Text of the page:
My mother once told this story which she had heard from a friend during the nineteen seventies in Buenos Aires, when the trade unions were all-powerful and could call workers out on strike with minimal notice.
As strike followed strike you never knew which aspect of your life would be disrupted next. Should you stockpile toilet paper and basic groceries, or add to your collection of tinned foods? Should you pump up your bicycle tyres to get you from A to B? Or lay in stocks of candles for the inevitable blackout, and cook everything you had in the fridge just in case it went off? Or if it was a general strike, you might as well stay home and read a book, that is after filling the bathtub and every big saucepan you had with water, in addition to all the above.
On this particular occasion it was a bus strike, and Roberto, a man in his thirties known to this friend of my mother’s, left for work in his car. Some minutes later he saw an older man standing forlornly at a local bus stop; clearly he had been waiting for a long time in the hope that a bus would somehow miraculously appear. Roberto stopped to tell him that he was wasting his time, and then on the spur of the moment, felt sorry for him and offered him a lift into town.
The man gratefully accepted, and got into the passenger seat. He introduced himself as Marcos, and admitted that he was cold and stiff from waiting for so long. He needed to head right into town, a long journey even by bus, and had been wondering what to do next.
They chatted amiably for a few minutes, then Roberto told him he was getting low on petrol, and if Marcos didn’t mind, he’d like to stop at the nearest petrol station. They drew into the next one they saw, and as was the custom in these establishments in Buenos Aires, an attendant came to the driver’s window, took his order, filled the tank for him and told him how much he had to pay, without Roberto having had to leave his car.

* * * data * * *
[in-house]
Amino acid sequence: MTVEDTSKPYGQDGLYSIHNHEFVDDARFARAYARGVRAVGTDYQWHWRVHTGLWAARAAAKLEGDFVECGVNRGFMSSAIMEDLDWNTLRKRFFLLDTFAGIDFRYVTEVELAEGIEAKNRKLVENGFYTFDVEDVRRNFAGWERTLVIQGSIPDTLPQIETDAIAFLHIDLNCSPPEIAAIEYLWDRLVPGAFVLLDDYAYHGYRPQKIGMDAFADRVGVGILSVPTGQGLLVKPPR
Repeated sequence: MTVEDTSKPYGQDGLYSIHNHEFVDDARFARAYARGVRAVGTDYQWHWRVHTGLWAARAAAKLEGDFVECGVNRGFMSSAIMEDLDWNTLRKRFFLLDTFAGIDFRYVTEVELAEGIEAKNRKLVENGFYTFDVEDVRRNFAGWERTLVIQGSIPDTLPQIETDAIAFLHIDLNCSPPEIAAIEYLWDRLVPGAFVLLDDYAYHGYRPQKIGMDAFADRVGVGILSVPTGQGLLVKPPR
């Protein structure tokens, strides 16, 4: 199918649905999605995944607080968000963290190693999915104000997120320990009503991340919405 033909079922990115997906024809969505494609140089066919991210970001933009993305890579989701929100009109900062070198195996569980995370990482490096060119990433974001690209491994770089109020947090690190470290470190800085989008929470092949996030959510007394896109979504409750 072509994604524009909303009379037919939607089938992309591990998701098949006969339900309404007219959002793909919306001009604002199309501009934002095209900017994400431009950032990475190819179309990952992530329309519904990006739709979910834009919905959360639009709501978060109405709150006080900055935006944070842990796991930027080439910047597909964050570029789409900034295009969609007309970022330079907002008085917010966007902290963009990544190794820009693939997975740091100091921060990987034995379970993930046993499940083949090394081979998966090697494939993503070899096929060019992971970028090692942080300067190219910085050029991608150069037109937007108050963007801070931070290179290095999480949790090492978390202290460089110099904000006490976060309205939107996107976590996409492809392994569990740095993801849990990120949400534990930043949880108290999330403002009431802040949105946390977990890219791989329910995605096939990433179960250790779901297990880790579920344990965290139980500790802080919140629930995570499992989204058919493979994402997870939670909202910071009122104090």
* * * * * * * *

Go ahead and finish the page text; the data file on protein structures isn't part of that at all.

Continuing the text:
In those days petrol could only be paid for in cash, so he reached over into the back seat to take his wallet out of his jacket and found that it was missing. With a sickening feeling he realised that the older man must have helped himself while he was busy talking to the attendant and his attention had been distracted.
This was the era of danger and violence in Argentina, when the country was ruled by a military dictatorship and people disappeared from one day to the next with no explanations given. For his own safety Roberto had always kept a small hand gun in the pocket of the driver’s door. Without thinking twice, in a flash he pulled it out, pointed it at Marcos and hissed –
“Give me the wallet!”
Marcos hurriedly did as he was told. “Now get out of my car!”
The man disappeared at a run, while the attendant looked on nervously from a distance. Roberto put the gun back in the pocket, explained what had happened, paid for his petrol, flung the small change into a box in the car he kept for the purpose, and drove to work.